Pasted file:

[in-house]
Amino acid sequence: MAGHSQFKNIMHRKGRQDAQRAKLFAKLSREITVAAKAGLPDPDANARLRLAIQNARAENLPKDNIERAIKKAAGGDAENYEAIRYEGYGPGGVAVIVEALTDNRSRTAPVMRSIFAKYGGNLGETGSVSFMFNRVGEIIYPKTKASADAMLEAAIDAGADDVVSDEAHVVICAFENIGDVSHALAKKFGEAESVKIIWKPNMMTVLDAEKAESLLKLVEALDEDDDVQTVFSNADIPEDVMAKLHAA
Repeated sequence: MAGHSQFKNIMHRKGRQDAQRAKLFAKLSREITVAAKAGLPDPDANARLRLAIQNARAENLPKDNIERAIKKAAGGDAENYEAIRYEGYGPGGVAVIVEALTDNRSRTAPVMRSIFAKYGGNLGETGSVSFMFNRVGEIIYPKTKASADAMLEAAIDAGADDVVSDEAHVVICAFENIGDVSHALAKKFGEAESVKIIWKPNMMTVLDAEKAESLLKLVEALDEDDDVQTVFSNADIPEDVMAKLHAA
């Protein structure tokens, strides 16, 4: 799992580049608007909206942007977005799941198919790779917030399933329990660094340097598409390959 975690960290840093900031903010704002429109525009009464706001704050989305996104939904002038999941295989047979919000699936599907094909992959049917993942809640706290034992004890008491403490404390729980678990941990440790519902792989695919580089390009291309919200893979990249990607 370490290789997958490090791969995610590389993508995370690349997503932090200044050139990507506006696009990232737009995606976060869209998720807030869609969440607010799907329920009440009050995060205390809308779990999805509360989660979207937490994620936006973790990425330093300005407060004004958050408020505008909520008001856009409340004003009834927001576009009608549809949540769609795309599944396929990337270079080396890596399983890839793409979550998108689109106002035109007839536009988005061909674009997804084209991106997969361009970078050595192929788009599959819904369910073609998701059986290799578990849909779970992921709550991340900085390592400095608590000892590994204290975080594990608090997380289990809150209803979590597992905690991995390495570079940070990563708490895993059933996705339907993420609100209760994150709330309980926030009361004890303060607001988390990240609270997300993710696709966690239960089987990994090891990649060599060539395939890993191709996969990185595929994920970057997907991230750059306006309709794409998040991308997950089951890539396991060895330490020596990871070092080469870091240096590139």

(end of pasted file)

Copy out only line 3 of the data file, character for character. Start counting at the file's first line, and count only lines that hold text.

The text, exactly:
Repeated sequence: MAGHSQFKNIMHRKGRQDAQRAKLFAKLSREITVAAKAGLPDPDANARLRLAIQNARAENLPKDNIERAIKKAAGGDAENYEAIRYEGYGPGGVAVIVEALTDNRSRTAPVMRSIFAKYGGNLGETGSVSFMFNRVGEIIYPKTKASADAMLEAAIDAGADDVVSDEAHVVICAFENIGDVSHALAKKFGEAESVKIIWKPNMMTVLDAEKAESLLKLVEALDEDDDVQTVFSNADIPEDVMAKLHAA